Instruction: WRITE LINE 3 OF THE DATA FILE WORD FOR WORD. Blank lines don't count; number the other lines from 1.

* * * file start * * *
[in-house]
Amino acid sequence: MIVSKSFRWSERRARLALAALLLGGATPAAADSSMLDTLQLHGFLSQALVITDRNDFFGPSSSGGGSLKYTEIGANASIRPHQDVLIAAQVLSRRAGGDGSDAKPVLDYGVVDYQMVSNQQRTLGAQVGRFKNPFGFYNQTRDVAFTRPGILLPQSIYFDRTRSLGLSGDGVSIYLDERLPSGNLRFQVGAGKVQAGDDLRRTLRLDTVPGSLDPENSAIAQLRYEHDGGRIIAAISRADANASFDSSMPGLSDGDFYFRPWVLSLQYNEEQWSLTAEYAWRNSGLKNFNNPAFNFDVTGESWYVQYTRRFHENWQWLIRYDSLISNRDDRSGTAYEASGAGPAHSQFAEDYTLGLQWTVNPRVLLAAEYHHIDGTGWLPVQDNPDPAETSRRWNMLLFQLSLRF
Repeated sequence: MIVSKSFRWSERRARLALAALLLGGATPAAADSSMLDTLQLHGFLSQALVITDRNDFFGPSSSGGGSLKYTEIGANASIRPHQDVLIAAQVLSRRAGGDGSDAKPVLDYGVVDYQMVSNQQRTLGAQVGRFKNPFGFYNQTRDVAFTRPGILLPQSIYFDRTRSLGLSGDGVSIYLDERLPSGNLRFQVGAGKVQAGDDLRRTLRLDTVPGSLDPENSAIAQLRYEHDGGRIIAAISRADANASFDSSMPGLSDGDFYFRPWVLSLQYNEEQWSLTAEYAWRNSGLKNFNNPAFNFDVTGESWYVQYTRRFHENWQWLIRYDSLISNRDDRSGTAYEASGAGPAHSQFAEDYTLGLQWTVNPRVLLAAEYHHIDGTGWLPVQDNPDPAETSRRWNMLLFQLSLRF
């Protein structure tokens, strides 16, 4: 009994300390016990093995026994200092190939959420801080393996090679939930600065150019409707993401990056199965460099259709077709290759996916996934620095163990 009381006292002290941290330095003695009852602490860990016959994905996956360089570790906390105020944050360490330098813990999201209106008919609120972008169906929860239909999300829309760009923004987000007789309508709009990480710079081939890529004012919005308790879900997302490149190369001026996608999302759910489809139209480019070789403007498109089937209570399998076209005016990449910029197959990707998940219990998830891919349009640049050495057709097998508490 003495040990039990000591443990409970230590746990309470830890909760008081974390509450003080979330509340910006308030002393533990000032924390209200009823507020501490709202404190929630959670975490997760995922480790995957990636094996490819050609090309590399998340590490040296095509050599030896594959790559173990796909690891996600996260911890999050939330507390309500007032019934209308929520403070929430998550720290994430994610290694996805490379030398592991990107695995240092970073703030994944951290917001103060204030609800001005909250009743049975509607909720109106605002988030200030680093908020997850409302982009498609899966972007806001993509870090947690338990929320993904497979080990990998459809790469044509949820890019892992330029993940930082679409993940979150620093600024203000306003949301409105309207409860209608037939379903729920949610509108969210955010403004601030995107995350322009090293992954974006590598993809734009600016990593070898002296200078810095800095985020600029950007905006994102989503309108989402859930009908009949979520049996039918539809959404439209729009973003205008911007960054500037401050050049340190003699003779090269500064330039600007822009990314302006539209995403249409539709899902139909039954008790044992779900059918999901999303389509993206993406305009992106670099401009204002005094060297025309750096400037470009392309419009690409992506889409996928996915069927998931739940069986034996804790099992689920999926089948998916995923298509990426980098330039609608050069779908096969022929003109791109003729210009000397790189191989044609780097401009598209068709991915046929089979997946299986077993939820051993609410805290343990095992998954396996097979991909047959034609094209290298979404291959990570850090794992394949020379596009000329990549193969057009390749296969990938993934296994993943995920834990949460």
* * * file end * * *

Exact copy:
Repeated sequence: MIVSKSFRWSERRARLALAALLLGGATPAAADSSMLDTLQLHGFLSQALVITDRNDFFGPSSSGGGSLKYTEIGANASIRPHQDVLIAAQVLSRRAGGDGSDAKPVLDYGVVDYQMVSNQQRTLGAQVGRFKNPFGFYNQTRDVAFTRPGILLPQSIYFDRTRSLGLSGDGVSIYLDERLPSGNLRFQVGAGKVQAGDDLRRTLRLDTVPGSLDPENSAIAQLRYEHDGGRIIAAISRADANASFDSSMPGLSDGDFYFRPWVLSLQYNEEQWSLTAEYAWRNSGLKNFNNPAFNFDVTGESWYVQYTRRFHENWQWLIRYDSLISNRDDRSGTAYEASGAGPAHSQFAEDYTLGLQWTVNPRVLLAAEYHHIDGTGWLPVQDNPDPAETSRRWNMLLFQLSLRF